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A passion for antiques


by Salvatore La Lota Di Blasi

Livio Nappo and paper and parchment restoration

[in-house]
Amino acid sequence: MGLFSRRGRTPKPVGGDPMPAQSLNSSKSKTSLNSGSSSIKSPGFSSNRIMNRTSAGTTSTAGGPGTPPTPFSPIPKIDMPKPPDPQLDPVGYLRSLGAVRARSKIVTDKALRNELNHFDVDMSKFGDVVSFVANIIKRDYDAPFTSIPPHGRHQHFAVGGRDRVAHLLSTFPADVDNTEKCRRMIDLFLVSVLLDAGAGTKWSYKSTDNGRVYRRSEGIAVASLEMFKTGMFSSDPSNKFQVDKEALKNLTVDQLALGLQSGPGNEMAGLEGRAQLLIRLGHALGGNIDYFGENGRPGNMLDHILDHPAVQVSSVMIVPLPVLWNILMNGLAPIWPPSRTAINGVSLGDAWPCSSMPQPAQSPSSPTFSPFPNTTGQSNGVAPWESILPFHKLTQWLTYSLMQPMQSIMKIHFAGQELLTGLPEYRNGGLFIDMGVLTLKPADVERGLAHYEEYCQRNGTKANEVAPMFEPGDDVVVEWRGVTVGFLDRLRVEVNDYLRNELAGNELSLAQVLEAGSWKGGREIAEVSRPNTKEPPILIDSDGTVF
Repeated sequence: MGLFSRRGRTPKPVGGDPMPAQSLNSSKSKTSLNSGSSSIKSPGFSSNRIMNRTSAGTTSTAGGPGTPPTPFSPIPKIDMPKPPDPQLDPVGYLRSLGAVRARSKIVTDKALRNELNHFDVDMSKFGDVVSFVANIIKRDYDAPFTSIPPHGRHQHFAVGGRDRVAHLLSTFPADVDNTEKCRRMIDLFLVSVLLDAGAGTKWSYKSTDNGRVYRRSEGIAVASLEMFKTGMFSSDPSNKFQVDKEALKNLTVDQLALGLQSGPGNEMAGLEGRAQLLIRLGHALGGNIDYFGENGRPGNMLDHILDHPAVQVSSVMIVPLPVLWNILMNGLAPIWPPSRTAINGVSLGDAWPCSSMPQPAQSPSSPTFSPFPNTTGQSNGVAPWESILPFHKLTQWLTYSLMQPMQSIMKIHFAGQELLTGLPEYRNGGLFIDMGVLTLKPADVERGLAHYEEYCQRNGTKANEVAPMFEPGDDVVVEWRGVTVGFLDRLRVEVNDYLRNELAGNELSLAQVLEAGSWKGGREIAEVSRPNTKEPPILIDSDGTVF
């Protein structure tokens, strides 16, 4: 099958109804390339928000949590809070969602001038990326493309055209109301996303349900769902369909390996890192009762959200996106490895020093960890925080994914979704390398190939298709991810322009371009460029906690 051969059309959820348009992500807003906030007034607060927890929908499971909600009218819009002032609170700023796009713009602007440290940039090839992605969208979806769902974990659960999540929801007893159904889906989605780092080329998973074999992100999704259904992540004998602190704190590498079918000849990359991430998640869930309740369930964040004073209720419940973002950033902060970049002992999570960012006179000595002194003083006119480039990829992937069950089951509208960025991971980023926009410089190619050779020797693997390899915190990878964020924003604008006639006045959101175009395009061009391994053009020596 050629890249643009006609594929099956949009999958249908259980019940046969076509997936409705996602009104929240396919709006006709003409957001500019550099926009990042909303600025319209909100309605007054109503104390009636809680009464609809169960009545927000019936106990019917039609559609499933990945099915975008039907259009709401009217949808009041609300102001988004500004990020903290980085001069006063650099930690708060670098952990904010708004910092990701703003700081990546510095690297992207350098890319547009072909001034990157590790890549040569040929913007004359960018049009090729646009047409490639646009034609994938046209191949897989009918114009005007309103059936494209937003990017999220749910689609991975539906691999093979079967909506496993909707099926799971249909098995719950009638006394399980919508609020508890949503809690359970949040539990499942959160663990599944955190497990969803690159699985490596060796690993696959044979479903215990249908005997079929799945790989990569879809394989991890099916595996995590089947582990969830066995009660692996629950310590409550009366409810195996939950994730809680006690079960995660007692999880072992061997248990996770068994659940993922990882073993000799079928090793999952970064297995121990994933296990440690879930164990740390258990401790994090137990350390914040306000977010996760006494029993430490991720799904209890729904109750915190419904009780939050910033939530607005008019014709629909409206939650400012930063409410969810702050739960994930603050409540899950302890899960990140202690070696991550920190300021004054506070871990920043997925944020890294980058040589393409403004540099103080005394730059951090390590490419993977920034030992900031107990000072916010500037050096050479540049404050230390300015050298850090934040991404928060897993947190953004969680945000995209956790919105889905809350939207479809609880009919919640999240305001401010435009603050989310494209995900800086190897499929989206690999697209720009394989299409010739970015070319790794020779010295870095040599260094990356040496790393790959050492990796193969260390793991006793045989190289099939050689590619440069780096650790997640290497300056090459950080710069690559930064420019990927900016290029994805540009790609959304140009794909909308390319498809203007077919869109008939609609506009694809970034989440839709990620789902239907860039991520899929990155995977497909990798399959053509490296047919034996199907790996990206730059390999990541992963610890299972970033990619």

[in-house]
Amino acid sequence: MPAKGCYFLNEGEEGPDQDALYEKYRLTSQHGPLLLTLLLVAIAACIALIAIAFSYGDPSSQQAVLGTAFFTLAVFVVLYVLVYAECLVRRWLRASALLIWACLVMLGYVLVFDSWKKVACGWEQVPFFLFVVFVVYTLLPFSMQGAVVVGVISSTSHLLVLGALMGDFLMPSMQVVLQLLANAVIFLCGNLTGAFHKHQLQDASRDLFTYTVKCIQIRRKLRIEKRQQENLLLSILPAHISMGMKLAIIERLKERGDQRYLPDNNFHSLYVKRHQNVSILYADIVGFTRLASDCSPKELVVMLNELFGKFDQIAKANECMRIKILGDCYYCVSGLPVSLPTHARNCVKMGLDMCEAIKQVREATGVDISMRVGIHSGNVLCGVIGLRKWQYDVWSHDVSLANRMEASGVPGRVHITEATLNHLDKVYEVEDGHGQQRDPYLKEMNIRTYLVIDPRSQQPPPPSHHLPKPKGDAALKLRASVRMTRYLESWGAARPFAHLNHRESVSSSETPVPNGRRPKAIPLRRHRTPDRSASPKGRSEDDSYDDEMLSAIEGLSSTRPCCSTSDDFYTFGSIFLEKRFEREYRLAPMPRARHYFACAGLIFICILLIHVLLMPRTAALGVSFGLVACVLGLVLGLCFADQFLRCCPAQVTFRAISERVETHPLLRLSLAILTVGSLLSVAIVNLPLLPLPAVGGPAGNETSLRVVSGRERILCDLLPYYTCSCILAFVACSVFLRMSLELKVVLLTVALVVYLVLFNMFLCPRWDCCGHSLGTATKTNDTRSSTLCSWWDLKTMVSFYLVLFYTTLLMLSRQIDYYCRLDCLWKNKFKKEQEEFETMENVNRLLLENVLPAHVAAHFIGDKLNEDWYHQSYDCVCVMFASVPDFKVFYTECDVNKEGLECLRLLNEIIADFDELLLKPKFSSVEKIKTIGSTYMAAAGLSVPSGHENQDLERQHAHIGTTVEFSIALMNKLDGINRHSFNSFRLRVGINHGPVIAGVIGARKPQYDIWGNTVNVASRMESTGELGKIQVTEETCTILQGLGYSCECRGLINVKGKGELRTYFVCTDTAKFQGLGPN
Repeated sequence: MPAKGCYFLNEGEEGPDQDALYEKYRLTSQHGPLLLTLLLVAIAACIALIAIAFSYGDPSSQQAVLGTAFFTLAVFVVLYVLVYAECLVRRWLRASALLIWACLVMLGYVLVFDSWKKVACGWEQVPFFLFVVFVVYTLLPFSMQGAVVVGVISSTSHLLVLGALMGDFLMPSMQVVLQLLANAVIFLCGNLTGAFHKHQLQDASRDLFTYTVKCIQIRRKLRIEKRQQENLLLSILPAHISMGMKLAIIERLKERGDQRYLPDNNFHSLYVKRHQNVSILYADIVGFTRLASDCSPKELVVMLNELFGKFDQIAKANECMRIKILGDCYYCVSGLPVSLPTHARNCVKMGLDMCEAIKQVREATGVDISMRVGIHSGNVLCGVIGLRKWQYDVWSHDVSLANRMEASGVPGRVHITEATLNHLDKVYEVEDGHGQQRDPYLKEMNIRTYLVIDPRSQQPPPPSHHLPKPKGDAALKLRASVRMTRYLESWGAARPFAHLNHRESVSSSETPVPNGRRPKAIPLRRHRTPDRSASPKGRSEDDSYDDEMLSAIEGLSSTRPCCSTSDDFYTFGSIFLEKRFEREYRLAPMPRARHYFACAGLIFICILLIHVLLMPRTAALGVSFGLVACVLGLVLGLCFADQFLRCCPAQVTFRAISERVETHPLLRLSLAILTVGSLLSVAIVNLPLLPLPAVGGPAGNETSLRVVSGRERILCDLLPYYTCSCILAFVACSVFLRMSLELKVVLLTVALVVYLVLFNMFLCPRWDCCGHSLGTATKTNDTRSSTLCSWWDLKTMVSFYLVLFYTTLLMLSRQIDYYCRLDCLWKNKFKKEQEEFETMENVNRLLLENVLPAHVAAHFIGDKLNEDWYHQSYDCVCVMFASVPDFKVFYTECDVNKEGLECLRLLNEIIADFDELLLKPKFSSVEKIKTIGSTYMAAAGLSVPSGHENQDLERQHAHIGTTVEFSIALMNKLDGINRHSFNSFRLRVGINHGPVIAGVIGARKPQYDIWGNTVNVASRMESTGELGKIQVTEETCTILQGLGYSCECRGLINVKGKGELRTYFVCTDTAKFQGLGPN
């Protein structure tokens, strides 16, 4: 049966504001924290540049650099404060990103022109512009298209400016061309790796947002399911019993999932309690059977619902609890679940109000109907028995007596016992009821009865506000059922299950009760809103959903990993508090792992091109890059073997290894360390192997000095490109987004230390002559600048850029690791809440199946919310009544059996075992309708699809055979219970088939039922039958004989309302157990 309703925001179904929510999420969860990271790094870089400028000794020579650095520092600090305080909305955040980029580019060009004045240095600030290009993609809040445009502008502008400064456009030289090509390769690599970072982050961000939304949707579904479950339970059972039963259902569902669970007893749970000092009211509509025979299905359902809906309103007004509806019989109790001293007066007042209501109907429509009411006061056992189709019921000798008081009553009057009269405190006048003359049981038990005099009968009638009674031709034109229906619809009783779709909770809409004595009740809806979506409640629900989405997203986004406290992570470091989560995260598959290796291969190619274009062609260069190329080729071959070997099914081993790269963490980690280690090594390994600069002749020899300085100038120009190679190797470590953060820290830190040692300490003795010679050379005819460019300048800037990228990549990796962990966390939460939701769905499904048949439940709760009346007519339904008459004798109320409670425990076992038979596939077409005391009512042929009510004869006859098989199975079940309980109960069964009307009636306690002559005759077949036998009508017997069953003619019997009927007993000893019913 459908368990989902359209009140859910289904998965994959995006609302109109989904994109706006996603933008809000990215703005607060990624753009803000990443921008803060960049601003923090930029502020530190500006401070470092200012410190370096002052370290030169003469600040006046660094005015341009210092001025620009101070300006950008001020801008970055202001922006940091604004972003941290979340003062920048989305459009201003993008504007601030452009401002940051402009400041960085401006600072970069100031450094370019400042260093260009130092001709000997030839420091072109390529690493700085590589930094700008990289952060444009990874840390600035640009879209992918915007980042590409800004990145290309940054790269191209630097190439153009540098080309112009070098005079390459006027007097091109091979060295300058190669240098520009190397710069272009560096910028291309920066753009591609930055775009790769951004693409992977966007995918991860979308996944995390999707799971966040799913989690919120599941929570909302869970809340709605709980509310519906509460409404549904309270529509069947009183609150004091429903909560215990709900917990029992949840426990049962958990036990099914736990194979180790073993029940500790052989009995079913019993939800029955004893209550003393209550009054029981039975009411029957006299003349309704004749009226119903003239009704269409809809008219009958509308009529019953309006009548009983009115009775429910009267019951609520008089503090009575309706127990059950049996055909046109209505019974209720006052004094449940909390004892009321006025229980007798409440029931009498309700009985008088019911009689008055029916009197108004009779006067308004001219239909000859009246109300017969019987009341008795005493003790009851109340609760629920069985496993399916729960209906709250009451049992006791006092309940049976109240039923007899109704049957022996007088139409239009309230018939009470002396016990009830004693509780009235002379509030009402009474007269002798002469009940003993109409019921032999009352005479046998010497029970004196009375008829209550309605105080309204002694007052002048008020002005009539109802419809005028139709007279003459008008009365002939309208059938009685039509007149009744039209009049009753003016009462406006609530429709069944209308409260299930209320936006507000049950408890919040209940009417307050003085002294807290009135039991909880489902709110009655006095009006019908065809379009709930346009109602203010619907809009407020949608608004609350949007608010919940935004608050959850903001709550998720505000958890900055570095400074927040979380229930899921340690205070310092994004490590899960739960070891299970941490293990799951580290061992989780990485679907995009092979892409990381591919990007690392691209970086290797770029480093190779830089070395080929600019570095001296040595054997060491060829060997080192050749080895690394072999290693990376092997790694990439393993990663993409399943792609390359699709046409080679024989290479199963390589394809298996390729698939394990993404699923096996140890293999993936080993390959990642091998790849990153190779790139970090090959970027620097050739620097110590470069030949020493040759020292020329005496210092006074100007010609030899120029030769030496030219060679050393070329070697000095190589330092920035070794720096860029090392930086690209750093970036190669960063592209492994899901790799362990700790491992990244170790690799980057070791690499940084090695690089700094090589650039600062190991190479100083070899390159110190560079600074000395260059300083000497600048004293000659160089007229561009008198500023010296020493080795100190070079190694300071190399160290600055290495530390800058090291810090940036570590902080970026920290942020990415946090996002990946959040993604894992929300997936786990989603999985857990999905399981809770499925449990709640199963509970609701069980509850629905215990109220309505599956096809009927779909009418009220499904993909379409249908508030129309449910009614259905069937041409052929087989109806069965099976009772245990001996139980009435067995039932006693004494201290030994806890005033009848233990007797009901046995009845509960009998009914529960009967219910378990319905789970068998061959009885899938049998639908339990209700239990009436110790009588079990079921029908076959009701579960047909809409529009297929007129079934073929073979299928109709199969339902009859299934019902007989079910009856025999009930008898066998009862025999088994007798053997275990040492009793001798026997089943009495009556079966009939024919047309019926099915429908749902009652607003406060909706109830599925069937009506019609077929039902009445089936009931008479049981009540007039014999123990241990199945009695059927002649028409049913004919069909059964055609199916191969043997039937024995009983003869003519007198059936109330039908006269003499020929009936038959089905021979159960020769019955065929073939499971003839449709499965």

On the one hand there is visual art, fruit of the genius of painters and sculptors which is kept in museums and then there is another kind of art which lives in silent restoration workshops. This is where the craftwork of skilled masters make an ancient artefact come alive again, enjoying an excellent state of conservation. The restorer Livio Nappo, who works in the recovery of paper and parchment tells us all about it, “To restore,” says Nappo, “does not only mean to preserve an ancient work in paper or parchment but to safeguard its historic value.” Livio Nappo, who graduated from the Opificio delle Pietre Dure in Florence – nowadays an international centre of distinction in the field of restoration – worked hard to create a workshop able to satisfy Tuscan commissioned work and more. An occupation commenced in Florence restoring ancient books, parchments, etchings, 18th century chinoiserie and wall paper. Nappo started working immediately after his graduation in 2009, working for the Palazzo Strozzi Foundation and in 2010 for the Natura Morta Museum of the Medici Villa in Poggio a Caiano; in 2016 he devoted himself to a first important restoration work, the Battaglia di dieci uomini nudi (The Battle of Ten Naked Men) by Antonio del Pollaiolo on behalf of the Marucellian Library; then to paintings and books for the Anna Maria Luisa de’ Medici Foundation of Pisa in 2018. Nappo’s is a professional excellence, even known beyond Tuscany: in Turin, in 2017 he restored papyri for the Egyptian Museum, and in Sicily, near Ragusa in 2014, the most ancient deed in parchment of the city of Vittoria. The restoration of Globo Delamarche, exhibited at the Biblioteca Medicea Laurenziana in 2017 is his; also his work is the recovery of ancient, end-of-the-18th-century wall paper in Villa Medici in Fiesole. Livio Nappo also invented an innovative system of mounting and conserving parchments in 2010. “My dream was restore paper articles and I hope to have succeeded,” Nappo concludes. “Times have certainly changed a lot, but together with other collaborators and amongst several difficulties we have managed to set up Ca.Li.Per. Officina, giving way to a job which did not exist before and which has given us unexpected rewards like when we received the Eccellenze Made in Florence award, in 2014 at Villa Viviani”.